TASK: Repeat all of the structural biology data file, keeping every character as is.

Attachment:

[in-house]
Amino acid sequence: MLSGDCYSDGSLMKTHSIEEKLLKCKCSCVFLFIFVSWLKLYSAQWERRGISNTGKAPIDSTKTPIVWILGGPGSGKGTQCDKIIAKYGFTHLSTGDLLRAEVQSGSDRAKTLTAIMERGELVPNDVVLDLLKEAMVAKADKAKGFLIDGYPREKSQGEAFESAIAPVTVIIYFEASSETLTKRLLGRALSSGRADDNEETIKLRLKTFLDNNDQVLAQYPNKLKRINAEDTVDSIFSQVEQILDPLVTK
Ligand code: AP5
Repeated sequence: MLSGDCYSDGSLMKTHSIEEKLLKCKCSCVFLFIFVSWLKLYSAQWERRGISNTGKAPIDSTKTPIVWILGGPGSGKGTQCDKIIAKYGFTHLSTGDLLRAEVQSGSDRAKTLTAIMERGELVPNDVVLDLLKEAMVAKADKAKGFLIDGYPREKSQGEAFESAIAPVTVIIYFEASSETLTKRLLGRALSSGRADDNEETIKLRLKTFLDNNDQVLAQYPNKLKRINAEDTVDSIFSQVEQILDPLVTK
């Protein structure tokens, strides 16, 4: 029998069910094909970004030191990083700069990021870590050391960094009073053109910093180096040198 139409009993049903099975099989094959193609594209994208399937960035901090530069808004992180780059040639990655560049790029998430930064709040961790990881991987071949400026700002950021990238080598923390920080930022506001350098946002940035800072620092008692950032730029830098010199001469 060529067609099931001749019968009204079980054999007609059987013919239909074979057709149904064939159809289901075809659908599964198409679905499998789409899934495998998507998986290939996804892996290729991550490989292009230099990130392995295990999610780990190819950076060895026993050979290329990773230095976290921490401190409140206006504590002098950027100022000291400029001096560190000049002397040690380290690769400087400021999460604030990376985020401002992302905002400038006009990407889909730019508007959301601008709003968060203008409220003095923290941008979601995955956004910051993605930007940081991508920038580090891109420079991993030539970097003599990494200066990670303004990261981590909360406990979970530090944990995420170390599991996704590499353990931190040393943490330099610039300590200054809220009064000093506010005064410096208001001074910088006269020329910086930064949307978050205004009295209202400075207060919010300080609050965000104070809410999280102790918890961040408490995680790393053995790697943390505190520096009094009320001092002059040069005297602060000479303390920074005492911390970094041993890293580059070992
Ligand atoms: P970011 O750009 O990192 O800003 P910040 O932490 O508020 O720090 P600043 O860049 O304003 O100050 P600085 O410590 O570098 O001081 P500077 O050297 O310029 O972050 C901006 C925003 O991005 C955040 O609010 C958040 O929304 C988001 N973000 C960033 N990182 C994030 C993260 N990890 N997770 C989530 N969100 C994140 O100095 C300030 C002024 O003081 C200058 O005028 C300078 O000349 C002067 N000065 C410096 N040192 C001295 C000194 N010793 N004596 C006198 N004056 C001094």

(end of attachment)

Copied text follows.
[in-house]
Amino acid sequence: MLSGDCYSDGSLMKTHSIEEKLLKCKCSCVFLFIFVSWLKLYSAQWERRGISNTGKAPIDSTKTPIVWILGGPGSGKGTQCDKIIAKYGFTHLSTGDLLRAEVQSGSDRAKTLTAIMERGELVPNDVVLDLLKEAMVAKADKAKGFLIDGYPREKSQGEAFESAIAPVTVIIYFEASSETLTKRLLGRALSSGRADDNEETIKLRLKTFLDNNDQVLAQYPNKLKRINAEDTVDSIFSQVEQILDPLVTK
Ligand code: AP5
Repeated sequence: MLSGDCYSDGSLMKTHSIEEKLLKCKCSCVFLFIFVSWLKLYSAQWERRGISNTGKAPIDSTKTPIVWILGGPGSGKGTQCDKIIAKYGFTHLSTGDLLRAEVQSGSDRAKTLTAIMERGELVPNDVVLDLLKEAMVAKADKAKGFLIDGYPREKSQGEAFESAIAPVTVIIYFEASSETLTKRLLGRALSSGRADDNEETIKLRLKTFLDNNDQVLAQYPNKLKRINAEDTVDSIFSQVEQILDPLVTK
């Protein structure tokens, strides 16, 4: 029998069910094909970004030191990083700069990021870590050391960094009073053109910093180096040198 139409009993049903099975099989094959193609594209994208399937960035901090530069808004992180780059040639990655560049790029998430930064709040961790990881991987071949400026700002950021990238080598923390920080930022506001350098946002940035800072620092008692950032730029830098010199001469 060529067609099931001749019968009204079980054999007609059987013919239909074979057709149904064939159809289901075809659908599964198409679905499998789409899934495998998507998986290939996804892996290729991550490989292009230099990130392995295990999610780990190819950076060895026993050979290329990773230095976290921490401190409140206006504590002098950027100022000291400029001096560190000049002397040690380290690769400087400021999460604030990376985020401002992302905002400038006009990407889909730019508007959301601008709003968060203008409220003095923290941008979601995955956004910051993605930007940081991508920038580090891109420079991993030539970097003599990494200066990670303004990261981590909360406990979970530090944990995420170390599991996704590499353990931190040393943490330099610039300590200054809220009064000093506010005064410096208001001074910088006269020329910086930064949307978050205004009295209202400075207060919010300080609050965000104070809410999280102790918890961040408490995680790393053995790697943390505190520096009094009320001092002059040069005297602060000479303390920074005492911390970094041993890293580059070992
Ligand atoms: P970011 O750009 O990192 O800003 P910040 O932490 O508020 O720090 P600043 O860049 O304003 O100050 P600085 O410590 O570098 O001081 P500077 O050297 O310029 O972050 C901006 C925003 O991005 C955040 O609010 C958040 O929304 C988001 N973000 C960033 N990182 C994030 C993260 N990890 N997770 C989530 N969100 C994140 O100095 C300030 C002024 O003081 C200058 O005028 C300078 O000349 C002067 N000065 C410096 N040192 C001295 C000194 N010793 N004596 C006198 N004056 C001094």